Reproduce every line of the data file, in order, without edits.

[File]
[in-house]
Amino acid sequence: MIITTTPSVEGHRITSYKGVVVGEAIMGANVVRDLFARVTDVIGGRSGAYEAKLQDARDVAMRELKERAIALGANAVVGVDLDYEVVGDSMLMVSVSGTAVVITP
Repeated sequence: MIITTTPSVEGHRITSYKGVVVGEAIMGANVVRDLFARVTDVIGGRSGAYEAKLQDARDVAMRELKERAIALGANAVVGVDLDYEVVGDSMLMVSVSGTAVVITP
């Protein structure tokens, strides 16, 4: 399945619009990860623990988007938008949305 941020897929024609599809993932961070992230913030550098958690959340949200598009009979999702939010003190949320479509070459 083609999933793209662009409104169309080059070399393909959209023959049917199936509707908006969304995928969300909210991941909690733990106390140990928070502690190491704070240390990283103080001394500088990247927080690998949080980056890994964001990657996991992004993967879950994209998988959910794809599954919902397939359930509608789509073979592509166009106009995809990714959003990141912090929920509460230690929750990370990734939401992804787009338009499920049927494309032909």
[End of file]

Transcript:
[in-house]
Amino acid sequence: MIITTTPSVEGHRITSYKGVVVGEAIMGANVVRDLFARVTDVIGGRSGAYEAKLQDARDVAMRELKERAIALGANAVVGVDLDYEVVGDSMLMVSVSGTAVVITP
Repeated sequence: MIITTTPSVEGHRITSYKGVVVGEAIMGANVVRDLFARVTDVIGGRSGAYEAKLQDARDVAMRELKERAIALGANAVVGVDLDYEVVGDSMLMVSVSGTAVVITP
């Protein structure tokens, strides 16, 4: 399945619009990860623990988007938008949305 941020897929024609599809993932961070992230913030550098958690959340949200598009009979999702939010003190949320479509070459 083609999933793209662009409104169309080059070399393909959209023959049917199936509707908006969304995928969300909210991941909690733990106390140990928070502690190491704070240390990283103080001394500088990247927080690998949080980056890994964001990657996991992004993967879950994209998988959910794809599954919902397939359930509608789509073979592509166009106009995809990714959003990141912090929920509460230690929750990370990734939401992804787009338009499920049927494309032909």